India Inc bats for 20% GST rate as bill goes for LS approval

Industry bodies are batting for a moderate 20 per cent levy of the proposed Goods and Services Tax (GST) that will replace a plethora of central and state levies on goods and services transactions in the country.

Ahead of the expected passage, of the Constitution (One Hundred and Twenty Second Amendment) Bill, 2014, which would pave way for a Goods & Services Tax (GST) regime, the Associated Chambers of Commerce and Industry (Assocham) has called for a 20-per cent upper limit for the GST rate.

The implementation of GST regime, touted as the biggest tax reforms in post-Independence India, the Constitution (One Hundred and Twenty Second Amendment) Bill, 2014, relating to Goods & Services Tax (GST) is expected to be passed by a majority consensus in the Lok Sabha today.

The bill was unanimously passed in the Rajya Sabha last week, after AAIDMK MPs opposed to the bill walked out of the House. (See: Rajya Sabha clears GST bill; AIADMK stages walkout).

The amendments made by Rajya Sabha in the Constitution (One Hundred and Twenty Second Amendment) Bill, 2016 as passed by Lok Sabha and as reported by the Select Committee of Rajya Sabha, have been now been taken up by the Lok Sabha.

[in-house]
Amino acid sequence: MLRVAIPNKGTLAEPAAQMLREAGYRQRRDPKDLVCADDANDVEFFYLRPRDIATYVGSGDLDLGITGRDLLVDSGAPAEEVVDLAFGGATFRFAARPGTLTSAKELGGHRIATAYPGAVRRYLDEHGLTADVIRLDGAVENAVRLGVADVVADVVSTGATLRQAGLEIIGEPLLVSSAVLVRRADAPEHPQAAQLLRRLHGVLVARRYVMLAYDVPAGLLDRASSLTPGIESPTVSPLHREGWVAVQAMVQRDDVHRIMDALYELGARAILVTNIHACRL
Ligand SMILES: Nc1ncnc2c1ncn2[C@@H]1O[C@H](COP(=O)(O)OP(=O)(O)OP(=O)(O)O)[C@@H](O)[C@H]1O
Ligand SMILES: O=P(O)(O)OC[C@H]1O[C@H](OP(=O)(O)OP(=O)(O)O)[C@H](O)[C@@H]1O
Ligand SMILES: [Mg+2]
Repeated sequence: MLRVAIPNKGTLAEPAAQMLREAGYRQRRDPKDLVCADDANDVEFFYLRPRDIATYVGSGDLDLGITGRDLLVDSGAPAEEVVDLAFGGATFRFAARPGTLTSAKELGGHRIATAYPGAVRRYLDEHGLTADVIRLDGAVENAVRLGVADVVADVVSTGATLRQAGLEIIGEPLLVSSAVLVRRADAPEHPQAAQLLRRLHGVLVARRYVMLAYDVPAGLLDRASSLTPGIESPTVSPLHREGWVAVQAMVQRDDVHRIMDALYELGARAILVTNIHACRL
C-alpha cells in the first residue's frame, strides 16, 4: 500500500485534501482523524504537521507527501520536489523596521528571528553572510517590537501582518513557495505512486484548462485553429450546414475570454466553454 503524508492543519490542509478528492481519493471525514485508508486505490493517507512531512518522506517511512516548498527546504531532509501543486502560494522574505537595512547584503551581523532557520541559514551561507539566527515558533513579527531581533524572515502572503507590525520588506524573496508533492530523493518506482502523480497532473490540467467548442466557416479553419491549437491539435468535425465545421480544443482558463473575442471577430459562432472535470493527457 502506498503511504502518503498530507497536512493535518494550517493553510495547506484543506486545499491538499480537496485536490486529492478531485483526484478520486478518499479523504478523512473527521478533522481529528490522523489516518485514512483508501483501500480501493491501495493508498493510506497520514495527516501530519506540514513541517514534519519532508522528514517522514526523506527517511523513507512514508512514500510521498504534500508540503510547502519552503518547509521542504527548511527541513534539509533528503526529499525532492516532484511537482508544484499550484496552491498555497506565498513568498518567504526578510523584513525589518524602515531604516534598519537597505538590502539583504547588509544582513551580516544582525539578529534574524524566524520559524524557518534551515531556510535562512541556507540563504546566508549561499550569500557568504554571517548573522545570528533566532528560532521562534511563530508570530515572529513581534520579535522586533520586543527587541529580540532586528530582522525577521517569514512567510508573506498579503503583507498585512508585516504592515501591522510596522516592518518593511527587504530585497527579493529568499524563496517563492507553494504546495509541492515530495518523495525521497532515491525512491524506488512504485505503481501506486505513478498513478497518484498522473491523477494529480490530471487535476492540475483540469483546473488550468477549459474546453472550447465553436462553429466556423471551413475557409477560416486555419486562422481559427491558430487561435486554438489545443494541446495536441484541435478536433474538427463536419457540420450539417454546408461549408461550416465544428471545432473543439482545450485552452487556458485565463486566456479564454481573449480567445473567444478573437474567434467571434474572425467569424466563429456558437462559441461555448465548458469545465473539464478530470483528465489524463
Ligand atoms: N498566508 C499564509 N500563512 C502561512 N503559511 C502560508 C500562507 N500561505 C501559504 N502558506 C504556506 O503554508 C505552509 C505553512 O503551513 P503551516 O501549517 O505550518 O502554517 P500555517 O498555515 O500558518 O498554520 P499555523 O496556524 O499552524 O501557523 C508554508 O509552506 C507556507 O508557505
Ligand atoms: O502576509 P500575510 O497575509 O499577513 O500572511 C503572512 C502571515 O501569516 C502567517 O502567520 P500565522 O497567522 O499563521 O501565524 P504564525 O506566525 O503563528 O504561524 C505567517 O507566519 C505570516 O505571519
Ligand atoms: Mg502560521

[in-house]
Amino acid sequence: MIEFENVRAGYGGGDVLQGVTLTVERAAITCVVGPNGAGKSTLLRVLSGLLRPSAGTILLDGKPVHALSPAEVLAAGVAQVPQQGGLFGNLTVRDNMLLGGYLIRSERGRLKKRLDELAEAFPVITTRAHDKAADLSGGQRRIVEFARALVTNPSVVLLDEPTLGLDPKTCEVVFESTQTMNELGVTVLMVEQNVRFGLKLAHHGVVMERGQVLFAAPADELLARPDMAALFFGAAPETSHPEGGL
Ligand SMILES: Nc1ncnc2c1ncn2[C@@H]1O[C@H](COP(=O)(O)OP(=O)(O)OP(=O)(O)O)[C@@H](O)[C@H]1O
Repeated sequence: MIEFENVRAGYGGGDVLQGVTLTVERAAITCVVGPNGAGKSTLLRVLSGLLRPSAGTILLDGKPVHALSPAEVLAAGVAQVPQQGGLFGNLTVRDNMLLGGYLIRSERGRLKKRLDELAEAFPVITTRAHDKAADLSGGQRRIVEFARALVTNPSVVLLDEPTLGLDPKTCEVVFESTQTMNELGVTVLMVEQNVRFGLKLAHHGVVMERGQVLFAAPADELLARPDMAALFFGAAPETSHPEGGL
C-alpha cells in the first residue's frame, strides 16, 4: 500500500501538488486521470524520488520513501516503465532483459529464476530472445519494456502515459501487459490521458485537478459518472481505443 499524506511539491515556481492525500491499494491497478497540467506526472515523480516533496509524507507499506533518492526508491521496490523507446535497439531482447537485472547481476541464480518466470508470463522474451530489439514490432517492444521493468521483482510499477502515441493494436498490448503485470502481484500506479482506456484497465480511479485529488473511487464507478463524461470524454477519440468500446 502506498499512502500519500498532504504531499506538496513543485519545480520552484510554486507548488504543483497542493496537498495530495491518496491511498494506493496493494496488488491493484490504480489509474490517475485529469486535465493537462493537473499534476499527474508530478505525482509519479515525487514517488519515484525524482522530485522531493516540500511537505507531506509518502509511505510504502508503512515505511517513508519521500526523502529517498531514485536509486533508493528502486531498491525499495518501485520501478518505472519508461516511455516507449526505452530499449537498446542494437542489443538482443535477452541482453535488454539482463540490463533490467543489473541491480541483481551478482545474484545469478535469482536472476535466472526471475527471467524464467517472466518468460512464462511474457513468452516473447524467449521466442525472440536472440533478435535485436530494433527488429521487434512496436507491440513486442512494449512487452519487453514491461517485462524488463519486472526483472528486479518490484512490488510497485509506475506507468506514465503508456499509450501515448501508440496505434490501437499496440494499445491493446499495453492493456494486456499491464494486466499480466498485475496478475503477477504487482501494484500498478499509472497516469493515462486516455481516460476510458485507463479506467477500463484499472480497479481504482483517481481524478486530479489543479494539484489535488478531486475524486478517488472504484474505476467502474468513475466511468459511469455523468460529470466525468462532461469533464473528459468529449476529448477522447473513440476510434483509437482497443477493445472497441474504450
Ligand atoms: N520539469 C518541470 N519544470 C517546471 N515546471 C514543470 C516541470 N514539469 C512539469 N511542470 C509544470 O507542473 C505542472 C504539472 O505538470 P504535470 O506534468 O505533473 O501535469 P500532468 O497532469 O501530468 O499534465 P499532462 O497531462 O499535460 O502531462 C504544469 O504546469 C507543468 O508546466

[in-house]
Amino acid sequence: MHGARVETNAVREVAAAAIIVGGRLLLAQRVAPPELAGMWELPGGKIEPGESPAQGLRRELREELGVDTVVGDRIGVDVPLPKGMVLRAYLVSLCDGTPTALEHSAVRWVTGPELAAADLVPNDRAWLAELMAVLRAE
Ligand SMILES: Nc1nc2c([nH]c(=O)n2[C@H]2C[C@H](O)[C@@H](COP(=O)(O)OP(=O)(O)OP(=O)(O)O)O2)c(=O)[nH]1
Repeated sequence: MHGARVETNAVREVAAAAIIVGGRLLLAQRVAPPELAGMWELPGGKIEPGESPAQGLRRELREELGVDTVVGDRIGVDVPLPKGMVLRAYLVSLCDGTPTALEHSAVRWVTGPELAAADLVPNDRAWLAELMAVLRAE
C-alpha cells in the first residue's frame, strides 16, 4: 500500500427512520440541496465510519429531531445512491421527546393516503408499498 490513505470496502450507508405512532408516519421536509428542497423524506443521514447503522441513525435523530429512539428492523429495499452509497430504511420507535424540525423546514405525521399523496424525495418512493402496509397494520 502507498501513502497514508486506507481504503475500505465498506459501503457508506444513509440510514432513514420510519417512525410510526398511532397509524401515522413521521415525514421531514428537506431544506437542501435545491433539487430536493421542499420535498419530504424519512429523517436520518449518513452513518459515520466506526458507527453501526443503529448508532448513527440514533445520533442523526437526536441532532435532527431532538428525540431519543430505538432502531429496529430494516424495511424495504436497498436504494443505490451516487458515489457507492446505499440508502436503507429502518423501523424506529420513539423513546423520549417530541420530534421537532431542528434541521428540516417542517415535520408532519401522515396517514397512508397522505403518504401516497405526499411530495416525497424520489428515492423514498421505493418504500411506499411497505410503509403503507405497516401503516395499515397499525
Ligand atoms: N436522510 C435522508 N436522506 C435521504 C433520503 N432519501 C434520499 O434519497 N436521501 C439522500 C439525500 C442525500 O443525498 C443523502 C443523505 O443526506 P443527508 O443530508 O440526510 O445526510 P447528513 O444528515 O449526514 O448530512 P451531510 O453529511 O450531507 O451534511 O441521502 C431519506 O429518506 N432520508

A large section of India Inc wants to keep the standard GST rate below 20 per cent, and services like telecom, banking, healthcare and railways to be included in the 'merit' list to keep inflation in check.

''No tax reform can succeed unless adequate revenue generation is assured to both the centre and states. Likewise, in the case of GST, the revenue neutral rate (RNR) should be worked out, taking into account the tax buoyancy and all out efforts must be made in this direction,'' Assocham secretary general D S Rawat said.

The RNR is the rate at which there will be no revenue loss to either centre or the states in the Goods and Services Tax (GST) regime.

Besides, doing away with levies like octroi and entry tax at the inter-state borders would bring in a huge amount of operational efficiencies that in turn should have a positive implication for the transaction cost, the chamber said.

''Our assessment shows that the industry can live with GST benchmark rate of a band of 17-20 per cent. Anything above that will be counterproductive and lead to inflation, especially on the side of services,'' Rawat said.

''Besides, the most important stakeholders in the entire process of reforms are the people of India, who should savour the pudding (as its proof)... and then will surely support the entire gamut of economic reforms.''

While it is true that the states have concerns over the possible revenue loss, but once tax buoyancy takes place due to GDP growth, operational efficiency and more people getting into the mainstream, it is going to be a win-win situation even for the states, the chamber said.

It further said the work needs to be done on a war footing in the next seven months to fix each and every problem that may crop up.

As far as possible, no sector of the economy should feel GST as a problem, instead it should be welcomed as a major solution to the complexities in the Indian paradigm, it noted.